Cassado - Suite for Cello solo (1926)

Cassado - Suite for Cello solo (1926)


Cassado - Suite for Cello solo. You can download the PDF sheet music Cassado - Suite for Cello solo (1926) on this page.

Suite:

  1. Preludio-fantasia
  2. Sardana
  3. Intermezzo and Dance

The masterpiece of the Catalan composer Gaspar Cassado, the Suite for cello composed in 1925 is well known to exponents of the instrument for its virtuoso demands. Its three movements are based on three Spanish folk dances: a slow, noble sarabande serves as a prelude; a sardana (a dance with firm roots in Catalan culture) provides the rhythm for the second movement, while the third movement clearly refers to another Spanish dance in triple time, the jota (which left its stamp, for example, on Liszt's Rhapsodie espagnole for piano and Saint-Saens'slota aragonesa for orchestra). Aside from the structural framework of the dances, the style is marked by punctuating runs typical of the zarzuela and by free imitation of various instruments; a harp and a cimbalom in the plucked and struck string families, for instance, but also wind instruments in the passages in double stops (notably in the Sardana, a dance generally played by wind Instruments such as the bagpipes).



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PDF format sheet music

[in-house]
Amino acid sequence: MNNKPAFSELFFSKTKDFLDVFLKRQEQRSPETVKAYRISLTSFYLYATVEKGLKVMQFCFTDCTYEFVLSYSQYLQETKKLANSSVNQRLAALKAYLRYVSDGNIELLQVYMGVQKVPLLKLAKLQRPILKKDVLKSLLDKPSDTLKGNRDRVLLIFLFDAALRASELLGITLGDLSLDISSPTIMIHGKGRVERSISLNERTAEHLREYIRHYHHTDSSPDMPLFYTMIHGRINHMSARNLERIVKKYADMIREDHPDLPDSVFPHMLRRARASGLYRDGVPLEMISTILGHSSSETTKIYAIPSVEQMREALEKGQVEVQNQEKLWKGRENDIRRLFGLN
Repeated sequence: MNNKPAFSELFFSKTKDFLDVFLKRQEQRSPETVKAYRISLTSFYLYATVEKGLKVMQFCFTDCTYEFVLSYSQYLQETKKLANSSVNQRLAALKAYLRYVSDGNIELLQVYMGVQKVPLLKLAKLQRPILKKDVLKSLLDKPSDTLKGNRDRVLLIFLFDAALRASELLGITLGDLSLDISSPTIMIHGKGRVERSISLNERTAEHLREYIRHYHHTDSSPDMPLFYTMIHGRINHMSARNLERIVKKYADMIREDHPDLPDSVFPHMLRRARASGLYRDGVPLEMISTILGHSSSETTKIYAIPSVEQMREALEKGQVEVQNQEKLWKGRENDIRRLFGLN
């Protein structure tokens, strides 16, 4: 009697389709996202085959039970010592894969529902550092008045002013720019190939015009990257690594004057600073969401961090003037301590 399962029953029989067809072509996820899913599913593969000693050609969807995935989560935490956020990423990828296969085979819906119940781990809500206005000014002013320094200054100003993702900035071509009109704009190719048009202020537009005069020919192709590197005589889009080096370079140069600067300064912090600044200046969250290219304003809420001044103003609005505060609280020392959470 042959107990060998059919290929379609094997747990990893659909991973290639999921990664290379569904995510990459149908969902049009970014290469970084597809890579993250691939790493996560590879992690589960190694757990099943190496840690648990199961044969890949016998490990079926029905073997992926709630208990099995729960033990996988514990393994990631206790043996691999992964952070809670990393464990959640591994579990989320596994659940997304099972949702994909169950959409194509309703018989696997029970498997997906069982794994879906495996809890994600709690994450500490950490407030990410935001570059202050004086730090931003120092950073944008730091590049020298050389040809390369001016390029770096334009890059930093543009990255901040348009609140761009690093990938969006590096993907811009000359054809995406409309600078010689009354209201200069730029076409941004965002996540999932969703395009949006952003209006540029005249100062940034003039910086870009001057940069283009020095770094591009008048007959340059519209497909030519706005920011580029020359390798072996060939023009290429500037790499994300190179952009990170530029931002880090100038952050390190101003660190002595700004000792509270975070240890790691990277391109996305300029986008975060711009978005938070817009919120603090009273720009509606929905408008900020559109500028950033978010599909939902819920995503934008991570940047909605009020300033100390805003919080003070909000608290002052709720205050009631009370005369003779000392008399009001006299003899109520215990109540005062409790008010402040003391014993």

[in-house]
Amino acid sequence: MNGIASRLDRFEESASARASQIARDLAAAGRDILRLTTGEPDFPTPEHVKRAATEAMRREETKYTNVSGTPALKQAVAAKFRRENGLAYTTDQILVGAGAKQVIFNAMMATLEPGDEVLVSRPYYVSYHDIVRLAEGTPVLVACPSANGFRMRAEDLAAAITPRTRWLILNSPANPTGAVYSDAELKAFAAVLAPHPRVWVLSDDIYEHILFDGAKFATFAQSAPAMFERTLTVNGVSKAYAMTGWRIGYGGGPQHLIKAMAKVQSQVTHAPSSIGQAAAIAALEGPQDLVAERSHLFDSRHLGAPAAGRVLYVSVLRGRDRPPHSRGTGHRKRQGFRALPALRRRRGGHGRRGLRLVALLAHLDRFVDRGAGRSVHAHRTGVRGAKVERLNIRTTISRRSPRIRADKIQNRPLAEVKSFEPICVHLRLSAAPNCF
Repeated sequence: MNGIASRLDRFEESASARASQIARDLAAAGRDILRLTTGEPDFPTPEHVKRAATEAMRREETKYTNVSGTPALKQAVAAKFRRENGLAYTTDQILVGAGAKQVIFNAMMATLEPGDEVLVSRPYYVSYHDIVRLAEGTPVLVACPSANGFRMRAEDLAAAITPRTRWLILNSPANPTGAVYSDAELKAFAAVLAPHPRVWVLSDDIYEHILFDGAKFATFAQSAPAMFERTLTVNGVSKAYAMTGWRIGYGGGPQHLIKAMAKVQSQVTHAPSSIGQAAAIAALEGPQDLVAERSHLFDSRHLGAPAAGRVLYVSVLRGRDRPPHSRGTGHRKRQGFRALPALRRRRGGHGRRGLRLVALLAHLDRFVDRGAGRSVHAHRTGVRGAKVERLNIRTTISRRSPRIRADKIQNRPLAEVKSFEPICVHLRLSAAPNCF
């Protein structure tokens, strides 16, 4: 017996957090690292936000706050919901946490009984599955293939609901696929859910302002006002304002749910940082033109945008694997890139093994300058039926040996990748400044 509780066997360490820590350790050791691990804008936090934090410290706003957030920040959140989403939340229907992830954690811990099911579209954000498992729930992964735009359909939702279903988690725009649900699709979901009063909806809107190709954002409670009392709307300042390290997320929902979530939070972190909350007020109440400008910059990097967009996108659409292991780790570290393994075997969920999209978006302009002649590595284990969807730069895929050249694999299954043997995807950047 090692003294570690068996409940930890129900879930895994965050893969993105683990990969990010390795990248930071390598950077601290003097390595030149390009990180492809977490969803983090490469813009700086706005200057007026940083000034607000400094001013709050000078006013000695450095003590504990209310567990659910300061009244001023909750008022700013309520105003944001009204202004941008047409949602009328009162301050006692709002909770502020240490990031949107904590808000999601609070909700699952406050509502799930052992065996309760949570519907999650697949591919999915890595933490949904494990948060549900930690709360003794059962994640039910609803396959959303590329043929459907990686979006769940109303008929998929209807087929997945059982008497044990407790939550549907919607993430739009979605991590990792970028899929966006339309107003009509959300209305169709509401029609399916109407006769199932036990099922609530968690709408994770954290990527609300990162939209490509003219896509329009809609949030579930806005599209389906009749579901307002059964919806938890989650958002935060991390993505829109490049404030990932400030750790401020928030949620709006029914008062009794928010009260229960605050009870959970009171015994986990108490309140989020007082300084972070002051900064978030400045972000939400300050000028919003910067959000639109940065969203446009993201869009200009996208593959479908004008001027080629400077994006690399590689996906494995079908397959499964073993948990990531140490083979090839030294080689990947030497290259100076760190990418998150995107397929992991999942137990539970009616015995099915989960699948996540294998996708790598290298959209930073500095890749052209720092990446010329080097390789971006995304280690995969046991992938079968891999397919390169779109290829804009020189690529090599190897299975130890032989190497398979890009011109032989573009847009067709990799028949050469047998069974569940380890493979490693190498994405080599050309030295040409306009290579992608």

Instrument part: 9 pages. 1715 K

 

 

Cassado - Suite for Cello solo (Prelude-Fantasy) - Instrument part - first page
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Gaspar Cassadó was born in Barcelona on September 30, 1897, into a musical family. After the war ended, Cassadó's international career flourished. He returned to Paris to give concerts, and also began performing in Italy. Through his friend Alfredo Casella, he met composers like Ildebrando Pizzetti and Francesco Malipiero, and began a lifelong commitment to performing contemporary music. At the same time, Cassadó began his own career as a composer; in 1922, he gave the premiere of one of his first works for cello and piano, La hilandera, el reloj y el galán.7 Cassadó once modestly referred to his compositional activities as a "hobby,"8 but he obviously wanted to present himself to the public as both a performer and composer, for he included his own works on virtually every recital he gave. Cassadó's reluctance to declare himself a full-fledged composer, as well as his false attribution of some of his works to other more famous composers like Schubert and Boccherini, will be briefly examined in the second chapter of this paper. Whatever Cassadó's reasons for downplaying his compositional talent, he initially became known internationally as much through his own works as for his outstanding cello playing.
 
 
     
 
 
 
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